A state Supreme Court Judge dismissed a lawsuit last week filed by Town Assessor Mason Haas, which sought to overturn a town law enacted earlier this summer that prevented a political party chairman from also holding elective office.
Mr. Haas, who had stepped down as chairman of the party the night before the ruling was issued, said Wednesday morning he will not appeal the court’s decision, instead opting to remain one of 44 Republican committeemen in the town while spending some time with a grandson who was born last winter.
“Although disappointed in the decision we will respect it,” he said in a statement issued to the press. “Now I continue to forward to help bring our slate to victory.”
The assessor — one of three in town — stepped into the GOP chairman role in September 2011, six months after he had screened for the Republican nomination for supervisor. The committee opted to choose the incumbent Sean Walter to lead the ticket at the time.
Earlier this year, the committee under the leadership of Mr. Haas went with new blood for its nomination, choosing Councilwoman Jodi Giglio over Mr. Walter.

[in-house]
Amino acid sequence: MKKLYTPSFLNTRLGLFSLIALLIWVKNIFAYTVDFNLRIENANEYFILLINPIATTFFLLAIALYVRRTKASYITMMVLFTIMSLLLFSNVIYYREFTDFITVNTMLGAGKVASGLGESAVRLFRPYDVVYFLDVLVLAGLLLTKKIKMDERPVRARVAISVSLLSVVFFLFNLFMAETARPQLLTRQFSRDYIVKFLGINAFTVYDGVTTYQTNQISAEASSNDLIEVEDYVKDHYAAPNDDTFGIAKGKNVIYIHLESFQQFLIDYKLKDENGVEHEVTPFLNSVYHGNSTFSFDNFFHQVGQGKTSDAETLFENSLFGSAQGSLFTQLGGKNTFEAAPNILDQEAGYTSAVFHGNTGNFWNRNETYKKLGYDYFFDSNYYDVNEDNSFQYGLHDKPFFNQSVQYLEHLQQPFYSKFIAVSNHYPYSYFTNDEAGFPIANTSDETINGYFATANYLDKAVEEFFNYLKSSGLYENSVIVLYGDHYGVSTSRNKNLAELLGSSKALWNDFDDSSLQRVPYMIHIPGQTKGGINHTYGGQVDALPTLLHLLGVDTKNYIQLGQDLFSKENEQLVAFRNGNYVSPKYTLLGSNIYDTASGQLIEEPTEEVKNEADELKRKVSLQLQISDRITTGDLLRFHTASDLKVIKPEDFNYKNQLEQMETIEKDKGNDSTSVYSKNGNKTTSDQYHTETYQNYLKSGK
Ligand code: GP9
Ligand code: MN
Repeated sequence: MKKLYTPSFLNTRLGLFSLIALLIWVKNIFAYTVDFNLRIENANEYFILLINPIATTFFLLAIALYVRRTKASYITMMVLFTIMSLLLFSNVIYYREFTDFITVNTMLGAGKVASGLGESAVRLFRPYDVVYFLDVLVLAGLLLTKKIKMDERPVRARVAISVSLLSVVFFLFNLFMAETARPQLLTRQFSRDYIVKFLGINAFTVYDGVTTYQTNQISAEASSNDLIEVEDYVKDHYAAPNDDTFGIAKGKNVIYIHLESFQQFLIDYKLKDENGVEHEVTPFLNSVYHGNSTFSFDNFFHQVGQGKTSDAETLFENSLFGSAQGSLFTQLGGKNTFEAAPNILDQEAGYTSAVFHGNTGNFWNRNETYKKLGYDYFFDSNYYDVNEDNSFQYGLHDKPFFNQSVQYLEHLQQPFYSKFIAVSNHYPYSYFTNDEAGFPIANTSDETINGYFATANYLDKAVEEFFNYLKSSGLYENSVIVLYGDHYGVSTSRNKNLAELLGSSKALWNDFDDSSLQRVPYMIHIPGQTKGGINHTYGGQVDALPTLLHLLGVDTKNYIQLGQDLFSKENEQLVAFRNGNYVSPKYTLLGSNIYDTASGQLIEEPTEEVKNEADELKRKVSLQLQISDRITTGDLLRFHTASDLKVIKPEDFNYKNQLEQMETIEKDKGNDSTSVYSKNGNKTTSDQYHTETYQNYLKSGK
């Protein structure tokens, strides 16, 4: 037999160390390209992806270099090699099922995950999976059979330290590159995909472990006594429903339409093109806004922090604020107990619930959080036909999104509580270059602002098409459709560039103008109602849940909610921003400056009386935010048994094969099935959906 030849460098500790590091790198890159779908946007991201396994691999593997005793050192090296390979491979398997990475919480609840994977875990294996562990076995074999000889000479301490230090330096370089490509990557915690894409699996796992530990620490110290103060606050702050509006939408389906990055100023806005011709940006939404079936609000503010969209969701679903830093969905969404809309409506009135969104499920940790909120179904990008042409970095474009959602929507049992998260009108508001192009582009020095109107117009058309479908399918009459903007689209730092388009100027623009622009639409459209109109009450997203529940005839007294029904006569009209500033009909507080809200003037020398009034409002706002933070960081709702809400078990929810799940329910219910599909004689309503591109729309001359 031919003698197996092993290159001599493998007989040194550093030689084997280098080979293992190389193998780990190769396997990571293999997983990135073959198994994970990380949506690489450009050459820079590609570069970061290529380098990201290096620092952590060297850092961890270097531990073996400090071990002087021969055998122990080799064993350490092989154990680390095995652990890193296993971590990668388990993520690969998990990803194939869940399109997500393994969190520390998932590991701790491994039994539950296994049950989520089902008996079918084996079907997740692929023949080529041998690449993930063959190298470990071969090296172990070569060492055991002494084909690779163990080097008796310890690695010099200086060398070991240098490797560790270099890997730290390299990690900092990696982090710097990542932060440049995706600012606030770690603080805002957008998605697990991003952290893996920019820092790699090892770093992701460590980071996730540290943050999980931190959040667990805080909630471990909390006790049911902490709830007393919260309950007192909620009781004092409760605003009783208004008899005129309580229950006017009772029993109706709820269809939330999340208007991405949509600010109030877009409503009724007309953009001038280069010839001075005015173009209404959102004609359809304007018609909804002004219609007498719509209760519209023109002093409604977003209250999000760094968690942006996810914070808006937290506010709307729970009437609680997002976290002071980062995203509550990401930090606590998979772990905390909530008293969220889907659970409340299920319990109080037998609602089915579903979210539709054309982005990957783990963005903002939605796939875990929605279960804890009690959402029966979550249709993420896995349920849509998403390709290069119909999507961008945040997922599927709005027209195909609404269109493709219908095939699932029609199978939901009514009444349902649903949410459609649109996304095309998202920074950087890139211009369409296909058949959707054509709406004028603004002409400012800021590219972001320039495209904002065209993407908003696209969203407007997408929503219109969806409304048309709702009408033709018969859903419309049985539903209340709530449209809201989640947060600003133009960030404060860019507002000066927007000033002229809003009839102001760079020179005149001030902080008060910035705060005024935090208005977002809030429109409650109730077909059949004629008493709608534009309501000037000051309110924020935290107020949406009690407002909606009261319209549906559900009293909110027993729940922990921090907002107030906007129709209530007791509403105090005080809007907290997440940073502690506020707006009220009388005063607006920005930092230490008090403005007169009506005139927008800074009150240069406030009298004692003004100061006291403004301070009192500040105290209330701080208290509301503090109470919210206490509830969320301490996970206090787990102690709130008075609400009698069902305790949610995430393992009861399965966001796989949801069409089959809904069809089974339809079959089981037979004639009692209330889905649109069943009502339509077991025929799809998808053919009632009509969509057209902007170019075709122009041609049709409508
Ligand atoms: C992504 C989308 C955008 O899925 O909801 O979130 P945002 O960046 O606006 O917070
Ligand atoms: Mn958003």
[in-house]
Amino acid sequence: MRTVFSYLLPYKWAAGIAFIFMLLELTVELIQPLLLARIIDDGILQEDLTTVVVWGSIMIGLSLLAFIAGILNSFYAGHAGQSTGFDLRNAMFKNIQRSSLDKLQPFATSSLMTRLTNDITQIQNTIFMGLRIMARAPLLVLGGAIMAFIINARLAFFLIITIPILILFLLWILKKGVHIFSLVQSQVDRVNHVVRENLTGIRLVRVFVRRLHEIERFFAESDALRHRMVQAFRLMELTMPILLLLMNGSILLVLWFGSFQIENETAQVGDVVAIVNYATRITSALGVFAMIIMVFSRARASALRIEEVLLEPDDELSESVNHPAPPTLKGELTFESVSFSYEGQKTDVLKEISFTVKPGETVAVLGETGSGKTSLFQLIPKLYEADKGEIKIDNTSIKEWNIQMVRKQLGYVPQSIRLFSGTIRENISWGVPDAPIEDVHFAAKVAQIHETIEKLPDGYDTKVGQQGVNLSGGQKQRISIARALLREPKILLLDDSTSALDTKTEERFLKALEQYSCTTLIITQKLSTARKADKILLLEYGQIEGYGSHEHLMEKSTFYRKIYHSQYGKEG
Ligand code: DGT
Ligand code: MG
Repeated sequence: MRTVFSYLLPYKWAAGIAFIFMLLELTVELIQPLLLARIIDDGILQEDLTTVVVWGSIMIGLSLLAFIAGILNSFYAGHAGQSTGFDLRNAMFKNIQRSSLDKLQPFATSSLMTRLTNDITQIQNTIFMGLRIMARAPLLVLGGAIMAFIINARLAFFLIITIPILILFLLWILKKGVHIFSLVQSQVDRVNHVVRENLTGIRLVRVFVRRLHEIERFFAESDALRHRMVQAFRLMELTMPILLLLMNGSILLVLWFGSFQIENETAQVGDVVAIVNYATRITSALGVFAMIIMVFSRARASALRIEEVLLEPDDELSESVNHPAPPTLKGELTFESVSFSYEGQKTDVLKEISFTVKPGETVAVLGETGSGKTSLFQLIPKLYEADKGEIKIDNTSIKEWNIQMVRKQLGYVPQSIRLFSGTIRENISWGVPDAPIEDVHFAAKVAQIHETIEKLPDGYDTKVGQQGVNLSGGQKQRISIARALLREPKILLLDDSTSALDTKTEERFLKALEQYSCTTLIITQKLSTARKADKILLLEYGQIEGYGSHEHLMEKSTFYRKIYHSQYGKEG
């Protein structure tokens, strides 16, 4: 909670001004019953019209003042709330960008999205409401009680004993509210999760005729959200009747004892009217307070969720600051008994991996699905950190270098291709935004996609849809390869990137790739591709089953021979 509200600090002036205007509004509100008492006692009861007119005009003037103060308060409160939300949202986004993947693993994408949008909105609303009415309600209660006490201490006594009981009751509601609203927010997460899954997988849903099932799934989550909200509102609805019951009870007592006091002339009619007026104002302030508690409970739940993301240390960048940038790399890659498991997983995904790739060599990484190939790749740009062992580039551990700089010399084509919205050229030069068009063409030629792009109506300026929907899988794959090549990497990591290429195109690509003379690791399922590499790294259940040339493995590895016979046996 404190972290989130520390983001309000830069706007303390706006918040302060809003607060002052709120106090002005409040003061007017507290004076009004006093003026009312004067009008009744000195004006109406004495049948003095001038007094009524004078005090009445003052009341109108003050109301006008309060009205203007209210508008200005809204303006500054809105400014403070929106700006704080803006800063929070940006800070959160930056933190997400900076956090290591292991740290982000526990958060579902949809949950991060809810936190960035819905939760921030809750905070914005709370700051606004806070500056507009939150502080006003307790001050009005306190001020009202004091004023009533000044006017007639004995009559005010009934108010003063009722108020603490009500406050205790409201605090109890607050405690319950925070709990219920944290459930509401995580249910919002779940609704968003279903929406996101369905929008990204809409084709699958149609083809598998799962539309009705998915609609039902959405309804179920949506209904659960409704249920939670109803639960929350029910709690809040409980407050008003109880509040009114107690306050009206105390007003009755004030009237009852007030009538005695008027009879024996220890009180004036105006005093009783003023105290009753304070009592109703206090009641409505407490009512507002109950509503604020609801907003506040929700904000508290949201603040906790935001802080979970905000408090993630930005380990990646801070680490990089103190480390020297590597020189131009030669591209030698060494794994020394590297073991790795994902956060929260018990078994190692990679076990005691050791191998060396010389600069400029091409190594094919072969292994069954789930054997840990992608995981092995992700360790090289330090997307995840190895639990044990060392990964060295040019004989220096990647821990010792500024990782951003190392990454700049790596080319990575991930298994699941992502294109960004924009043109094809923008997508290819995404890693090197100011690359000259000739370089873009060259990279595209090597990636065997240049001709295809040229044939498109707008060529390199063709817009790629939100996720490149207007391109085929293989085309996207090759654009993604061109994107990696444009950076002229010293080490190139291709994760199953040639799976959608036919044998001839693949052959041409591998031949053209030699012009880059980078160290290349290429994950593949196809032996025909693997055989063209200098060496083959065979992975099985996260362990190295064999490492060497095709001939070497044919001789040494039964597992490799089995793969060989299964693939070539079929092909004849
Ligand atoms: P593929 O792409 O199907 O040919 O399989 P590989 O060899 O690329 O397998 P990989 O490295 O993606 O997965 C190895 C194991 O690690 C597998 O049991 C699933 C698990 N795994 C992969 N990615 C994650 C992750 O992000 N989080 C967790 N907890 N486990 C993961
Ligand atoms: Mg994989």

Mr. Walter, with votes from Councilman James Wooten and outgoing Councilman George Gabrielsen, spearheaded a law this summer that prohibited elected officials from also serving as party leaders. The supervisor has stated that the intent of the law wasn’t retribution for not getting the party nod.
Mr. Haas, claiming his constitutional rights were being violated, filed suit against the town in response. A temporary lifting of the law was thrown out the day after Mr. Haas lost his title as party chair — and in fact, the suit was thrown out entirely, which surprised Mr. Haas’ attorney, Lane Bubka.
“It did surprise me that the judge decided to dismiss the case outright rather than give us the opportunity to litigate the issue,” Mr. Bubka said on Wednesday. Beside the legal argument against it, he also questioned the need for it at all.
“If the voters thought it was inappropriate, they can simply not vote the candidate into office. You don’t need a law to make the decision for them,” he said.
However, he added that the law could still be challenged on its legal merits in the future. While Mr. Haas’ case centered around the harm done to him personally, Mr. Bubka said it could be challenged on the basis it does harm to the town as a whole, or someone else who finds him or herself in a similar position.
In the Sept. 17 ruling, Judge Paul Baisley stated: “the constitutionality of laws that prohibit public office holders from simultaneously holding certain political offices is well established. Courts have uniformly held that a restriction on holding high office within a political party does not unduly burden public holders’ right of political association, as such individuals may still associate with whatever party they prefer and engage in a broad range of political activities short of leadership roles.”